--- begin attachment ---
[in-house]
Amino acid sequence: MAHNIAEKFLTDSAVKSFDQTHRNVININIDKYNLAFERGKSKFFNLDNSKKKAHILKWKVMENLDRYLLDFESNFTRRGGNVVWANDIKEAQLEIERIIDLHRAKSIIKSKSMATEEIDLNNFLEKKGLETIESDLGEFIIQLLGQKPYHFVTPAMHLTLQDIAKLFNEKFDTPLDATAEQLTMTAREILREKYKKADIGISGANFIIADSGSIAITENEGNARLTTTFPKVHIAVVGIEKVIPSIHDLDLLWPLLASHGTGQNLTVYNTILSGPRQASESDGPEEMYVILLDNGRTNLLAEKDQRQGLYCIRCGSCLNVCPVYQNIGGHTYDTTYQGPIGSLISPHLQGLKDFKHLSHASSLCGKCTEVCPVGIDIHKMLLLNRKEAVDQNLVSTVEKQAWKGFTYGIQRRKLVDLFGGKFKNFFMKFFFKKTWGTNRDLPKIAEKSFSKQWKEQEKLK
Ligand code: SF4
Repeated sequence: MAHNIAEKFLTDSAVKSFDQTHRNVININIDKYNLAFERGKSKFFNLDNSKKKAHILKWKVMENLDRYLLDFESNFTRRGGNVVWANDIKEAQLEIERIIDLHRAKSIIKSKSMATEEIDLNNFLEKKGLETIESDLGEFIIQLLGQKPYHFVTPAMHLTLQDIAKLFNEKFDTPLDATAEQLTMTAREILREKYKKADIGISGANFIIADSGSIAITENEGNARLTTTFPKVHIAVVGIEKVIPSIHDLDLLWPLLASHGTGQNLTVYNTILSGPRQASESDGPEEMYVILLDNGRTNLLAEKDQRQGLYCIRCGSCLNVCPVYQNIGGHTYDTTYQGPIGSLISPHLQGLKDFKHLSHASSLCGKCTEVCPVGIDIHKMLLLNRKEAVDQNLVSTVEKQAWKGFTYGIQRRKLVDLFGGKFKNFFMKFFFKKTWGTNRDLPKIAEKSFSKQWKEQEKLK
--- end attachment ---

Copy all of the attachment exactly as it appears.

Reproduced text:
[in-house]
Amino acid sequence: MAHNIAEKFLTDSAVKSFDQTHRNVININIDKYNLAFERGKSKFFNLDNSKKKAHILKWKVMENLDRYLLDFESNFTRRGGNVVWANDIKEAQLEIERIIDLHRAKSIIKSKSMATEEIDLNNFLEKKGLETIESDLGEFIIQLLGQKPYHFVTPAMHLTLQDIAKLFNEKFDTPLDATAEQLTMTAREILREKYKKADIGISGANFIIADSGSIAITENEGNARLTTTFPKVHIAVVGIEKVIPSIHDLDLLWPLLASHGTGQNLTVYNTILSGPRQASESDGPEEMYVILLDNGRTNLLAEKDQRQGLYCIRCGSCLNVCPVYQNIGGHTYDTTYQGPIGSLISPHLQGLKDFKHLSHASSLCGKCTEVCPVGIDIHKMLLLNRKEAVDQNLVSTVEKQAWKGFTYGIQRRKLVDLFGGKFKNFFMKFFFKKTWGTNRDLPKIAEKSFSKQWKEQEKLK
Ligand code: SF4
Repeated sequence: MAHNIAEKFLTDSAVKSFDQTHRNVININIDKYNLAFERGKSKFFNLDNSKKKAHILKWKVMENLDRYLLDFESNFTRRGGNVVWANDIKEAQLEIERIIDLHRAKSIIKSKSMATEEIDLNNFLEKKGLETIESDLGEFIIQLLGQKPYHFVTPAMHLTLQDIAKLFNEKFDTPLDATAEQLTMTAREILREKYKKADIGISGANFIIADSGSIAITENEGNARLTTTFPKVHIAVVGIEKVIPSIHDLDLLWPLLASHGTGQNLTVYNTILSGPRQASESDGPEEMYVILLDNGRTNLLAEKDQRQGLYCIRCGSCLNVCPVYQNIGGHTYDTTYQGPIGSLISPHLQGLKDFKHLSHASSLCGKCTEVCPVGIDIHKMLLLNRKEAVDQNLVSTVEKQAWKGFTYGIQRRKLVDLFGGKFKNFFMKFFFKKTWGTNRDLPKIAEKSFSKQWKEQEKLK